Cathy de Rosa, OCLC Vice President, will discuss our future strategy and how it relates to what is important to public libraries. You will learn how OCLC’s WorldShare strategy can help your library to be more efficient so that your staff can spend more time serving your community. At the session, you will also receive a copy of OCLC’s latest report, Libraries at Webscale.
Update on the Edge Initiative
Saturday, January 21, 1:30-3:30 pm in room A130/131
Join the Edge coalition for an update on the development of public access technology benchmarks that will help you strengthen the quality, efficiency and effectiveness of public access technology services in your libraries.
The Edge update will take place on Saturday, January 21, 2012 from 1:30-3:30 p.m. at the Dallas Convention Center, Room A130/131. This forum will provide an overview of Edge, share early feedback from the field, and provide opportunities to give input on the beta benchmarks (the first version which will be pilot tested in the coming months) and the tools libraries will need to utilize the benchmarks.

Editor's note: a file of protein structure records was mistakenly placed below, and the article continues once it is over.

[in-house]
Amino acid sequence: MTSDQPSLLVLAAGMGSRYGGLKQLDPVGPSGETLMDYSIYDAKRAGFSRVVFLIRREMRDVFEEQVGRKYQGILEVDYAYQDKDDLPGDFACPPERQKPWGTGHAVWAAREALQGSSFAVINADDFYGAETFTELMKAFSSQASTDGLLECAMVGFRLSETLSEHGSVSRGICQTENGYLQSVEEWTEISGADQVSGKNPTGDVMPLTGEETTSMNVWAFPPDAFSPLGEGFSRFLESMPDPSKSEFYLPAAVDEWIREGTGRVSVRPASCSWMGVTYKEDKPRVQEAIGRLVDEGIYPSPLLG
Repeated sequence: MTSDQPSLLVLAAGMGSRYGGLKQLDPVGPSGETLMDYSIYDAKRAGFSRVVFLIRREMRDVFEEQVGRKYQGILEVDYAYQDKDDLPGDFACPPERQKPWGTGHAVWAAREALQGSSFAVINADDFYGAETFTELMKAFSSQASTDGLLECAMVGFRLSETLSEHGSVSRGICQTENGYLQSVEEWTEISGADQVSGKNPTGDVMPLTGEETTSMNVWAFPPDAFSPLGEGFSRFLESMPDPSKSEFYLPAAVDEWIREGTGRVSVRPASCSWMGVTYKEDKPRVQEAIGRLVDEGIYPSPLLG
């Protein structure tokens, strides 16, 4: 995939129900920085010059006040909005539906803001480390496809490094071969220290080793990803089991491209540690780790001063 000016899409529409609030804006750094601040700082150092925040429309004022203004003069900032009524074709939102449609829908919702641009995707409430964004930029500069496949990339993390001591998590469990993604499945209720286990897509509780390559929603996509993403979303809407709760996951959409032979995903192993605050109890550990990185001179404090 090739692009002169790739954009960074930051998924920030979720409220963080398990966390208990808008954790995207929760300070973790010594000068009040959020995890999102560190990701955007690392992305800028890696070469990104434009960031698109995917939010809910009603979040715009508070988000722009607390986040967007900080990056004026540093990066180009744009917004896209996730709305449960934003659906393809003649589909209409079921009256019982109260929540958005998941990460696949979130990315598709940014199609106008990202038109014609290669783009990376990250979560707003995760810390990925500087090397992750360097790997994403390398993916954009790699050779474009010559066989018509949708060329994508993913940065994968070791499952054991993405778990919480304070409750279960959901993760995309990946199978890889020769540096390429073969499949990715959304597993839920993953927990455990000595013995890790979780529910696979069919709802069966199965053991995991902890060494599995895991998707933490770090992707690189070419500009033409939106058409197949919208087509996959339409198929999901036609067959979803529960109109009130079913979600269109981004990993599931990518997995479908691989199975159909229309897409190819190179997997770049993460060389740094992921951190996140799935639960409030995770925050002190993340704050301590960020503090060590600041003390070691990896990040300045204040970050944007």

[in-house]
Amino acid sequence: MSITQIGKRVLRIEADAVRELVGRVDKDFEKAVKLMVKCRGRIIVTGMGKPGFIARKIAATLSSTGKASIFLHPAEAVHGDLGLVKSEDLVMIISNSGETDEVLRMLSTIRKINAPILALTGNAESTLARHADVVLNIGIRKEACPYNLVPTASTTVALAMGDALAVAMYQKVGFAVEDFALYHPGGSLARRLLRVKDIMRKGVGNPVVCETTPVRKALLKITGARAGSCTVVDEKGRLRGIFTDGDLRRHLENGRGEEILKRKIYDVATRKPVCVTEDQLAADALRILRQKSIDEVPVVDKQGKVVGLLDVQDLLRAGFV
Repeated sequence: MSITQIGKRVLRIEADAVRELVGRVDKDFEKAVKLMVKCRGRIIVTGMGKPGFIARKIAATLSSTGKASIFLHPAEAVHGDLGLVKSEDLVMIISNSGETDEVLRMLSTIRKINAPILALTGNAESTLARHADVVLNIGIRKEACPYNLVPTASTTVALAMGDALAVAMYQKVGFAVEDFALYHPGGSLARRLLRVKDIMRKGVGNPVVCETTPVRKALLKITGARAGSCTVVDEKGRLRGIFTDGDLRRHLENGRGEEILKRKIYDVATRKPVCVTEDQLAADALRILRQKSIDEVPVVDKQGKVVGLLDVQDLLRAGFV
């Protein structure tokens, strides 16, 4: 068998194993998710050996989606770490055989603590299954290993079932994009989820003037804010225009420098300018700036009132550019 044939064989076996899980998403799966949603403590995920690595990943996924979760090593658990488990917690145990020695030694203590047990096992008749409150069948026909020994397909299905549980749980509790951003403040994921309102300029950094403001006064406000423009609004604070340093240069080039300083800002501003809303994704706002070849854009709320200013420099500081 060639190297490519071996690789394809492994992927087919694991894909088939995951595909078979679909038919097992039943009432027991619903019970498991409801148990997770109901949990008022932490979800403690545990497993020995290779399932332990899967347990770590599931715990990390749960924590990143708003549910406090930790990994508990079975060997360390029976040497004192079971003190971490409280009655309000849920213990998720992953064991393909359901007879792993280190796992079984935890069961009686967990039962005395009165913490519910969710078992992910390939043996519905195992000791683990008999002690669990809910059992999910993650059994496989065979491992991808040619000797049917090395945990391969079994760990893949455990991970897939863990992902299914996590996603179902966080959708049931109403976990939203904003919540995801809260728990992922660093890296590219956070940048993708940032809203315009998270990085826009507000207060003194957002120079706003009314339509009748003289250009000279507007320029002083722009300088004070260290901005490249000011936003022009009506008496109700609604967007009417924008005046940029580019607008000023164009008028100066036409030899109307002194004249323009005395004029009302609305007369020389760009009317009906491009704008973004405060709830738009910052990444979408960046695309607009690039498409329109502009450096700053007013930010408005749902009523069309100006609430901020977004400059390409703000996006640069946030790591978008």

OCLC Update Breakfast
Sunday, January 22, 7:00–8:00 am
Omni Dallas Hotel, Dallas Ballroom EFG
Join OCLC and members for breakfast and an update on OCLC activities from Jay Jordan, President and CEO. Then, share roundtable conversation with colleagues who share your interests, hosted by OCLC staff.
Small But Powerful Forum
Sunday, January 22, 1:30-3:30 pm in room A308
Join rural library leaders in a conversation about advocacy, leadership and the newly revised “Small But Powerful Guide to Winning Big Support for Your Rural Library,” at a special forum during the 2012 ALA Midwinter Meeting. Sponsored by the ALA Committee on Rural, Native and Tribal Libraries of All Kinds, the ALA Committee on Library Advocacy and the Association for Rural and Small Libraries, the Small but Powerful Forum for Winning Big Support for your Rural Library will take place from 1:30 p.m. to 3:30 p.m. on Sunday, Jan. 22 in room A308 of the Dallas Convention Center.